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@wradom

No set rules on clearance other than common sense. IMO, 3-5 mm clearance all around is the minimum I try to have.
 

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Bianchi Infinito CV, dura ace 9000 calipers, 28mm gp 4000s barely fit with wide rimmed wheels.

How little tire clearance are you comfortable running? The 28s fit by a millimeter, maybe 2mm on all sides... Is that too little? They roll just fine in my garage no rubbing at all but I can't help thinking that if I light up a sprint I'll come to a dead stop suddenly from the wheel flexing and a tire catching on the caliper... Am I being too cautious or should I just ride them? Crit tonight and I want to ride but I want to be safe about it.
You might or might not get rub due to wheel flex. What I would worry about much more would be some sort of road grit getting picked up by the tire and jammed between the tire and frame. Significant scratching would be the minimum result.
 

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It's probably 2mm of clearance on all sides of the tire and the brakes, frame has plenty of room to play with...
I wouldn't worry about that (unless you get rub when standing.) If you get a slightly out of true wheel you can just open up brakes and get home okay. Cutting it really close on a frame, especially a carbon one, is where you should have more room to allow for routine out of true wheels.
 

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You might or might not get rub due to wheel flex. What I would worry about much more would be some sort of road grit getting picked up by the tire and jammed between the tire and frame. Significant scratching would be the minimum result.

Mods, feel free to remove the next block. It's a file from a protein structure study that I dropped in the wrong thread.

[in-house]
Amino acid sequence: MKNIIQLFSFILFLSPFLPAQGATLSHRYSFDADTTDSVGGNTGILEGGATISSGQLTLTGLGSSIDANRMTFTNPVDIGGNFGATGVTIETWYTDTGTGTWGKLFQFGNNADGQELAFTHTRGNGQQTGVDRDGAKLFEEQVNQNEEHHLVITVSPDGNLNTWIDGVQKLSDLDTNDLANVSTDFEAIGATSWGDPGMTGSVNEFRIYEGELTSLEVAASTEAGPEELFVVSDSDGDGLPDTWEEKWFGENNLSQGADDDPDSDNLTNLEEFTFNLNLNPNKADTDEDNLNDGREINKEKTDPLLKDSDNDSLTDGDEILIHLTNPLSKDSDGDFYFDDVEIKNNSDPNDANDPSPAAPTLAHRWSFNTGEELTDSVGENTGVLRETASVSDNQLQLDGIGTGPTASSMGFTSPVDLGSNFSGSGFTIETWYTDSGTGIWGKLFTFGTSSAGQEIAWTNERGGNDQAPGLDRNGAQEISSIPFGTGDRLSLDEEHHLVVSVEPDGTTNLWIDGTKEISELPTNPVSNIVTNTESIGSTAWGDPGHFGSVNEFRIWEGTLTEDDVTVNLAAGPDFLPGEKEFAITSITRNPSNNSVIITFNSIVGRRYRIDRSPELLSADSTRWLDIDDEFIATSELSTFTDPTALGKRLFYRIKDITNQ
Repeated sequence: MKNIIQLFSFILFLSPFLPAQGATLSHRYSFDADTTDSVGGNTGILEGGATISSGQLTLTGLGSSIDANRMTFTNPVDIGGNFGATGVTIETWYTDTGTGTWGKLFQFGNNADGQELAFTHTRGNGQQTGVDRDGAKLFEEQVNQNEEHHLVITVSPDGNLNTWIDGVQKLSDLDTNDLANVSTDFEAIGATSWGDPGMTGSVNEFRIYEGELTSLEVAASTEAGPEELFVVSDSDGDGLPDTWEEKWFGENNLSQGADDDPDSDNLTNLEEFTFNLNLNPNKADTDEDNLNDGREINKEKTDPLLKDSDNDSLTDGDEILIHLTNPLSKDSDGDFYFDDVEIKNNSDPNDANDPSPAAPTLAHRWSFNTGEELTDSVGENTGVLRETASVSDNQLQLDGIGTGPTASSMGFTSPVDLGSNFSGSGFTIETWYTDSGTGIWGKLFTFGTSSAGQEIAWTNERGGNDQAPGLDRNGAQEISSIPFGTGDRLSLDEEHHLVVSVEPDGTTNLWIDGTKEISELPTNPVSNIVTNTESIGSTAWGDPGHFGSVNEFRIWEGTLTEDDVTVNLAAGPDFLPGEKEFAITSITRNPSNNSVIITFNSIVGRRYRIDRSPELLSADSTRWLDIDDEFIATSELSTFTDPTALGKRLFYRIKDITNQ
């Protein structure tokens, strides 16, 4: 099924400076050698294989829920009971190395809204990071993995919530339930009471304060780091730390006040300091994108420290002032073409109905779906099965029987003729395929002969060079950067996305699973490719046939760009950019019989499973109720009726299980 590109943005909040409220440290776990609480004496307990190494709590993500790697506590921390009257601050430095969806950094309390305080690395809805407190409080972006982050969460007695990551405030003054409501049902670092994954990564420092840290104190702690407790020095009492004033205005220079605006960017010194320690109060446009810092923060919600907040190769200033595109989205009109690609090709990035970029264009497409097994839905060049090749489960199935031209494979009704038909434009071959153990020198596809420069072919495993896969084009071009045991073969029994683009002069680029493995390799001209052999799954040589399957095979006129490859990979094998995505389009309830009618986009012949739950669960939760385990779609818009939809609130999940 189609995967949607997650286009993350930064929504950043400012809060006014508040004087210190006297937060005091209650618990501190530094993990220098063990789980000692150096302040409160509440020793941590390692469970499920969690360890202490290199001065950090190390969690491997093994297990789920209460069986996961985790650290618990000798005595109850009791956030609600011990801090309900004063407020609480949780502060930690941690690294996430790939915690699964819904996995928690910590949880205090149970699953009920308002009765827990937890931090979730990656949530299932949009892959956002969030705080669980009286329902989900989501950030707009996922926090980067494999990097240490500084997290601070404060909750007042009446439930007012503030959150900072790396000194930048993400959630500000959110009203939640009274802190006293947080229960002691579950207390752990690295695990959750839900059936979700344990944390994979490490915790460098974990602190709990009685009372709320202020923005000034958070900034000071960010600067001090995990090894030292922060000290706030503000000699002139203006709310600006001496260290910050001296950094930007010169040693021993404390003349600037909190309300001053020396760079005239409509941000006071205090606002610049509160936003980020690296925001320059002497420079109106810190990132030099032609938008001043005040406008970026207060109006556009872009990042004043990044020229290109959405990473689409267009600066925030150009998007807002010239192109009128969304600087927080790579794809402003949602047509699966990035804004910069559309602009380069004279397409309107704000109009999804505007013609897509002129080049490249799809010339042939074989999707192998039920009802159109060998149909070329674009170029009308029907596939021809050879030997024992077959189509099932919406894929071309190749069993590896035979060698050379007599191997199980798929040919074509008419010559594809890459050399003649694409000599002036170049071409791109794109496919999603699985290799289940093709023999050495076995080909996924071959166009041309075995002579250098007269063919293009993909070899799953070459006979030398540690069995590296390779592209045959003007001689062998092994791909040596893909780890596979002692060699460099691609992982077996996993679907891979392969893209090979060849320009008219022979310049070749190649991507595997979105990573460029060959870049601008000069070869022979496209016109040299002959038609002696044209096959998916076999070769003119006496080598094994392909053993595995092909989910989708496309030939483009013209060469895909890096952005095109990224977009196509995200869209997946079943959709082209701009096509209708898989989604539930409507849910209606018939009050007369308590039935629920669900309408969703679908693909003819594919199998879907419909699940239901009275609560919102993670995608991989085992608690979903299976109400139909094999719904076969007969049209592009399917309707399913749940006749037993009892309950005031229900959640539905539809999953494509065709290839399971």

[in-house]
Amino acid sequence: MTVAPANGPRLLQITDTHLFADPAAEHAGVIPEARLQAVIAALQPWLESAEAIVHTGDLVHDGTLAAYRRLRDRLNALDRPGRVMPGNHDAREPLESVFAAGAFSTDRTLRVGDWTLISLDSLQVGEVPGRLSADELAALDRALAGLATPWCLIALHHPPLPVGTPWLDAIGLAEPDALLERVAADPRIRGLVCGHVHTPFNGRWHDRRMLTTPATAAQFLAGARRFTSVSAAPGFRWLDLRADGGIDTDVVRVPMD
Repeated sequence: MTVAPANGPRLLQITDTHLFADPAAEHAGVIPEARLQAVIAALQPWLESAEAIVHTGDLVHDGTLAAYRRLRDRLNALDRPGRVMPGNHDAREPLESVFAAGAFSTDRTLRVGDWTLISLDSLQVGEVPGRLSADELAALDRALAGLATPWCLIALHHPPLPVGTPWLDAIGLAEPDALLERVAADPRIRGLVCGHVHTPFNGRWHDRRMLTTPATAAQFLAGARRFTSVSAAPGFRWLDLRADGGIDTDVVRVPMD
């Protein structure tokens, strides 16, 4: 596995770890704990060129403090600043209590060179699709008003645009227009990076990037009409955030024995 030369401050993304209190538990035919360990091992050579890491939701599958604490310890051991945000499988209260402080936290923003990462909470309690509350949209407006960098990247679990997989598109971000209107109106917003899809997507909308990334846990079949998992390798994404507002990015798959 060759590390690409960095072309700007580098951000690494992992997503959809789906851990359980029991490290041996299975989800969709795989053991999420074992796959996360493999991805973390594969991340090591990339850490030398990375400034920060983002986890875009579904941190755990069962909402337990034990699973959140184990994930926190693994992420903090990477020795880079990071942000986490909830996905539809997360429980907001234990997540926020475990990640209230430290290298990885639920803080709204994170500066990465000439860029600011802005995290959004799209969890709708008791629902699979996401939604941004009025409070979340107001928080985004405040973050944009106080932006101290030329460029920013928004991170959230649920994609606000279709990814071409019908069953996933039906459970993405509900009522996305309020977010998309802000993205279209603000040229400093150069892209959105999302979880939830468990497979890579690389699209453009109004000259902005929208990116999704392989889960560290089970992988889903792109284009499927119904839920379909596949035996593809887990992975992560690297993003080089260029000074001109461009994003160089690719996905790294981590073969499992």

Don't get much truer than this.

Enough road debris jammed in those close clearances could cause significantly more than scratches, IE, face plant.
 

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Bianchi Infinito CV, dura ace 9000 calipers, 28mm gp 4000s barely fit with wide rimmed wheels.

How little tire clearance are you comfortable running? The 28s fit by a millimeter, maybe 2mm on all sides... Is that too little? They roll just fine in my garage no rubbing at all but I can't help thinking that if I light up a sprint I'll come to a dead stop suddenly from the wheel flexing and a tire catching on the caliper... Am I being too cautious or should I just ride them? Crit tonight and I want to ride but I want to be safe about it.
You need at least 4 mm both sides and at the top.

Sure you can get away with 2 mm on perfect roads and on the flat. I wouldn't do any descending with 2 mm clearance.

I know Continental tyres are expensive. But why not mounting new 25 mm tyres on your wide rims? 25 mm tyres on a wide rim are still bigger in volume than 25 mm tyres on standard 15c internal width rims.
 

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I have only 2 mm clearance between my tire sidewall and my left chainstay when running 25 mm tires on my 17c rim. Everywhere else is about 4 mm. No scuffing of the inside chainstay so I assume no tire rub when the wheel flexes while sprinting or climbing.


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I have only 2 mm clearance between my tire sidewall and my left chainstay when running 25 mm tires on my 17c rim. Everywhere else is about 4 mm. No scuffing of the inside chainstay so I assume no tire rub when the wheel flexes while sprinting or climbing.


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Only narrow clearance on the LEFT chainstay? Sounds like the wheel wasn't dished correctly.
 

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I tried flipping the rear wheel to see if the narrow clearance switched from the LEFT to the RIGHT chainstay. It did not, so I must conclude that the wheel is dished properly and instead the frame has asymmetric chainstays. Plus all three of my wheels (Bora One 35 Clincher, Bora One 50 Tubular, and Shamal Ultra Clincher) have less frame clearance on the left chainstay than the right.